Level 2 - inputs other than quoted prices included within Level 1 that are observable for the asset or liability, either directly or indirectly.

Level 3 - inputs for the asset or liability that are not based on observable market data.

The table below shows the level in the fair value hierarchy into which fair value measurements have been categorised:

Assets per the balance sheet

2019

£'m

2018

£'m

Derivative financial instruments - Level 2

-

1.4

Amounts due from associates - Level 2

1.9

-

 

 

Liabilities per the balance sheet

2019

£'m

2018

£'m

Derivative financial instruments - Level 2

0.6

0.2

Bank loans - Level 2

457.6

376.5

 

There were no transfers between Levels 1, 2 and 3 fair value measurements during the current or prior year.

Over the life of the Group's derivative financial instruments, the cumulative fair value gain/loss on those instruments will be £nil as it is the Group's intention to hold them to maturity.

Interest rate swaps not designated as part of a hedging arrangement

The notional principal amounts of the outstanding interest rate swap contracts at 31 October 2019 were £55 million and €30 million (FY2018: £135 million and €30 million). At 31 October 2019 the weighted average fixed interest rates were Sterling at 0.8152% and Euro at 0.1656% (FY2018: Sterling at 0.9382% and Euro at 0.1635%) and floating rates are at quarterly LIBOR and quarterly EURIBOR. The £55.0 million LIBOR swaps and the EURIBOR swaps expire in June 2022, whilst a further £55.0 million LIBOR forward-starting swaps become effective in June 2022 and expire in June 2023 and have a fixed interest rate of 0.6885%. The movement in fair value recognised in the income statement was a net loss of £2.1 million (FY2018: £0.5 million net gain).

 

Financial instruments by category

 

 

 

Assets per the balance sheet

Financial assets at amortised cost

£'m

Assets at fair

value through

profit and loss

£'m

Total

£'m

Trade receivables and other receivables excluding prepayments

14.3

-

14.3

Amounts due from associates

1.9

-

1.9

Derivative financial instruments

-

-

-

Cash and cash equivalents

33.2

-

33.2

As at 31 October 2019

49.4

-

49.4

 

 

 

 

Liabilities per the balance sheet

Liabilities at fair

value through

profit and loss

£'m

Other financial

liabilities at

amortised cost

£'m

Total

£'m

Borrowings (excluding finance lease liabilities)

-

413.0

413.0

Finance lease liabilities

-

63.5

63.5

Derivative financial instruments

0.6

-

0.6

Payables and accruals

-

26.0

26.0

As at 31 October 2019

0.6

502.5

503.1

 

 

 

Assets per the balance sheet

Loans and

receivables

£'m

Assets at fair

value through

profit and loss

£'m

Total

£'m

Trade receivables and other receivables excluding prepayments

16.4

-

16.4

Derivative financial instruments

-

1.4

1.4

Cash and cash equivalents

10.5

-

10.5

As at 31 October 2018

26.9

1.4

28.3

 

 

 

 

Liabilities per the balance sheet

Liabilities at fair

value through

profit and loss

£'m

Other financial

liabilities at

amortised cost

£'m

Total

£'m

Borrowings (excluding finance lease liabilities)

-

369.9

369.9

Finance lease liabilities

-

56.1

56.1

Derivative financial instruments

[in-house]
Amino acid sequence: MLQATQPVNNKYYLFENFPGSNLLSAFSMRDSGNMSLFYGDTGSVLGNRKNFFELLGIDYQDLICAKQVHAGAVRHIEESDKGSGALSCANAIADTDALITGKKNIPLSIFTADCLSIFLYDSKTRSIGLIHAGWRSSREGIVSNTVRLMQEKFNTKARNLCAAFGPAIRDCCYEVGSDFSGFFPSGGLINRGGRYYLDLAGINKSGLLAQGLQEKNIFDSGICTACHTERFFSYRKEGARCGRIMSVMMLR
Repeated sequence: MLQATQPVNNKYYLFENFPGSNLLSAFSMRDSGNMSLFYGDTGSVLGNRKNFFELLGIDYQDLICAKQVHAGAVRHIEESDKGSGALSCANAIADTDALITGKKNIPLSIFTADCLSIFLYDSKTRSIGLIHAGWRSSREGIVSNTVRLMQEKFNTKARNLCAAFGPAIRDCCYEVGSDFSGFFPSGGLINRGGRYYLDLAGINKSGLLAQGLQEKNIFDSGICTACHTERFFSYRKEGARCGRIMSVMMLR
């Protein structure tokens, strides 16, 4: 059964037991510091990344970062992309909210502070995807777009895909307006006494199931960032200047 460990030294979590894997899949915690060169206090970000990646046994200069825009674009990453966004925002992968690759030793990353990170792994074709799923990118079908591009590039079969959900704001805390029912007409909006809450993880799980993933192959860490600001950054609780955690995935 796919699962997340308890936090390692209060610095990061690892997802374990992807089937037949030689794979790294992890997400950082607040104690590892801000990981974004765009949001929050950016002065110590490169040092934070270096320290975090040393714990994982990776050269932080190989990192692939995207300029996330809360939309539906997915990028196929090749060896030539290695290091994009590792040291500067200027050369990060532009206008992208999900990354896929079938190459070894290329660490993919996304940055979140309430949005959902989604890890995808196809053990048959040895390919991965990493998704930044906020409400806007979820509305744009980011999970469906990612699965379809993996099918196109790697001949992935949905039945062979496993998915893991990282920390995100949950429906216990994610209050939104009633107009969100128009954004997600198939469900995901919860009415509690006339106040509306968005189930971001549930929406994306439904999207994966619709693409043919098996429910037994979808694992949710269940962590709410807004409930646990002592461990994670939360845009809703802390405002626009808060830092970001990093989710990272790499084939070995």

0.2

-

0.2

Payables and accruals

-

26.3

26.3

As at 31 October 2018

0.2

452.3

452.5

 

The interest rate risk profile, after taking account of derivative financial instruments, was as follows:

 

2019

2018

 

Floating rate

£'m

Fixed rate

£'m

Total

£'m

Floating rate

£'m

Fixed rate

£'m

Total

£'m

Borrowings

48.4

364.6

413.0

46.5

323.4

369.9

 

The weighted average interest rate of the fixed rate financial borrowing was 2.04% (FY2018: 2.12%) and the weighted average remaining period for which the rate is fixed was seven years (FY2018: six years).

 

Maturity analysis

The table below analyses the Group's financial liabilities and non-settled derivative financial instruments into relevant maturity groupings based on the remaining period at the balance sheet date to the contractual maturity dates. The amounts disclosed in the table are the contractual undiscounted cash flows.

 

 

Less than

one year

£'m

One to two

years

£'m

Two to five

years

£'m

More than

five years

£'m

2019

 

 

 

 

Borrowings

9.0

9.0

197.4

258.2

Derivative financial instruments

0.8

0.8

1.3

-

Contractual interest payments and finance lease charges

10.2

10.1

27.1

50.8

Payables and accruals

26.0

-

-

-

 

46.0

19.9

225.8

309.0

2018

 

 

 

 

Borrowings

7.9

7.9

231.6

176.5

Derivative financial instruments

1.6

1.6

2.6

-

Contractual interest payments and finance lease charges

9.4

8.3

23.5

48.2

Payables and accruals

26.3

-

-

-

 

45.2

17.8

257.7

224.7

 

15. Obligations under finance leases

The Group leases certain of its investment properties under finance leases. The average remaining lease term is 10.9 years (FY2018: 10.4 years).

 

Minimum lease payments

Present value of minimum

lease payments

 

2019

£'m

2018

£'m

2019

£'m

2018

£'m

Within one year

10.2

9.4

9.7

8.9

Within two to five years

37.2

31.8

29.7

25.3

Greater than five years

50.8

48.2

24.1

21.9

 

98.2

89.4

63.5

56.1

Less: future finance charges on finance leases

(34.7)

(33.3)

-

-

Present value of finance lease obligations

63.5

56.1

63.5

56.1

 

 

2019

£'m

2018

£'m

Current

9.7

8.9

Non-current

53.8

47.2

 

63.5

56.1

 

16. Called up share capital

 

2019

£'m

2018

£'m

Called up, allotted and fully paid

 

 

210,420,424 (FY2018: 210,011,217) ordinary shares of 1 pence each

2.1

2.1